Fighting to Keep Wal-Mart from Owning a Bank

In the 1920's, commercial companies in our nation could and did own banks.  Some of their failures contributed to the massive collapse of the banking system and the crisis of the Great Depression.  Soon after, Congress began restricting commercial companies from owning banks.  Unfortunately, one loophole in our laws remains and so I have worked with Financial Services Chairman Barney Frank to close that loophole.

When a bank is opened in America, it must apply for deposit insurance from the federal government.  This coverage guarantees that should the bank fail, up to $100,000 will be protected for each depositor.  Banks owned by financial firms face less risk than those owned by commercial companies because they are not as exposed to market fluctuations.  If we had allowed companies such as Enron or WorldCom to own banks, the federal government could have potentially put billions of taxpayer dollars at risk.

Wal-Mart, the nation's largest retailer had applied to own and operate a bank with federally insured deposits some 20 months ago.  After Chairman Frank and I gathered 98 Members for one letter and 107 for another, we successfully petitioned the Federal Deposit Insurance Corporation (FDIC) to twice delay all commercial applications, including Wal-Mart's.  Today Wal-Mart withdrew their request for a bank.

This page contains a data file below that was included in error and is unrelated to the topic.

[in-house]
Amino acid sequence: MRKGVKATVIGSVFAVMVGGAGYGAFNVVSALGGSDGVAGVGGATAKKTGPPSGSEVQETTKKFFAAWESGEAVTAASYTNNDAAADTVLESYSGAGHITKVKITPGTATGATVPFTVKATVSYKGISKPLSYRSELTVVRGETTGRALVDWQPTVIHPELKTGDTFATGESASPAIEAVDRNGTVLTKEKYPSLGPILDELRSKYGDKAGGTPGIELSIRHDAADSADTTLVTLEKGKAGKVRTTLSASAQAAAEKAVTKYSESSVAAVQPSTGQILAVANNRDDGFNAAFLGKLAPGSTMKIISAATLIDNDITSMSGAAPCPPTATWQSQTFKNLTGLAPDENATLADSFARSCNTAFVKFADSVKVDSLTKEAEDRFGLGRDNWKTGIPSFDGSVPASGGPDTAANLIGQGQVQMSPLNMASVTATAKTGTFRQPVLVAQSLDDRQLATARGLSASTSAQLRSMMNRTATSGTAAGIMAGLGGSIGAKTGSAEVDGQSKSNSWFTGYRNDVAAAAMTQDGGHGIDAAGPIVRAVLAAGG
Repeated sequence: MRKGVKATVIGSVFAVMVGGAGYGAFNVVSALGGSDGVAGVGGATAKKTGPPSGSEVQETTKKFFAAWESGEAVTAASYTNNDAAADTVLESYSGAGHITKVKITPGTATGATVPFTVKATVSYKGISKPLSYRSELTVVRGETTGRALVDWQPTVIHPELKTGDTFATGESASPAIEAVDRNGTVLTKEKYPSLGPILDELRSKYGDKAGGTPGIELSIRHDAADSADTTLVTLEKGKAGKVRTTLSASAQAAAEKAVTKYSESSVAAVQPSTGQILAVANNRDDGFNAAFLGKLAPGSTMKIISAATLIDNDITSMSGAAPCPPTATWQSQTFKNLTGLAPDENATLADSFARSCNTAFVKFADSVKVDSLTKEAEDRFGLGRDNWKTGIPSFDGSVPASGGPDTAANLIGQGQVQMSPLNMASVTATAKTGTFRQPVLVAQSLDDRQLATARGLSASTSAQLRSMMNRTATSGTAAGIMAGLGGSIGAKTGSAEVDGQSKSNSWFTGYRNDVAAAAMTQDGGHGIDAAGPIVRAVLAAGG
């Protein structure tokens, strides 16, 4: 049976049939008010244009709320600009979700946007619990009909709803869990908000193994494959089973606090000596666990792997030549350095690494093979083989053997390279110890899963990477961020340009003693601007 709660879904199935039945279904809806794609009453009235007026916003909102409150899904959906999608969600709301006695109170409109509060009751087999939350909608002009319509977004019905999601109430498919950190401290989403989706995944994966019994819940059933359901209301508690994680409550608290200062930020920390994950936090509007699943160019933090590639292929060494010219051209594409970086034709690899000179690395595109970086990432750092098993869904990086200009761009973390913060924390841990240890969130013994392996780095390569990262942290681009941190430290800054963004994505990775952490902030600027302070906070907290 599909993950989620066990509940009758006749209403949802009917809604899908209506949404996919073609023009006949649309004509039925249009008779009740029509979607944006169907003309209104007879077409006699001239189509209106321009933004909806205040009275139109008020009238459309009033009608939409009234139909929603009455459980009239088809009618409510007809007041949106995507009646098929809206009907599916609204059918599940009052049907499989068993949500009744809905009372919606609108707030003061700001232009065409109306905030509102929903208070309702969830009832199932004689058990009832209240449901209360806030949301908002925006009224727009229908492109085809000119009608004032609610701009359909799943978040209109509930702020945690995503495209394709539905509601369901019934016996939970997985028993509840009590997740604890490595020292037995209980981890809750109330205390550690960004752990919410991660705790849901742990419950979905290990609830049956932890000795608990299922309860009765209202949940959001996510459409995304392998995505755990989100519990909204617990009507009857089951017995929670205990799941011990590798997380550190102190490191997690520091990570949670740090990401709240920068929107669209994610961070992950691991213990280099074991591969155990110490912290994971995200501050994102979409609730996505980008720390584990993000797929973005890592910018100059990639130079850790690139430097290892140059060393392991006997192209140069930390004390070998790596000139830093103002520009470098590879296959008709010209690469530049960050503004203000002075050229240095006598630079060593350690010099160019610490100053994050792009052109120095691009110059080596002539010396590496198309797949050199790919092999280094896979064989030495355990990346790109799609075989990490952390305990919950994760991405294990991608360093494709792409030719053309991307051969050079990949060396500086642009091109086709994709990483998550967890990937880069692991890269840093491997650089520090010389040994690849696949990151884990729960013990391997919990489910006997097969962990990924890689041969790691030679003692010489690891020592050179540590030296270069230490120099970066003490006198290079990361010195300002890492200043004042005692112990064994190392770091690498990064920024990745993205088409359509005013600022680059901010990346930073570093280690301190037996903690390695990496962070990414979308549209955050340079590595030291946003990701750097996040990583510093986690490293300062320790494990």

For me, the importance of maintaining the separation between banking and commerce has always been bigger than one company.  This single exception that exists in our bank laws is not a Wal-Mart or a Home Depot loophole, it is an ILC loophole, and it must be closed.  It is critical that we do not create a parallel banking system for commercial firms.  Chairman Frank and I have been working on legislative solutions for more than four years and I am optimistic that we can get the Gillmor-Frank measure to the President's desk shortly.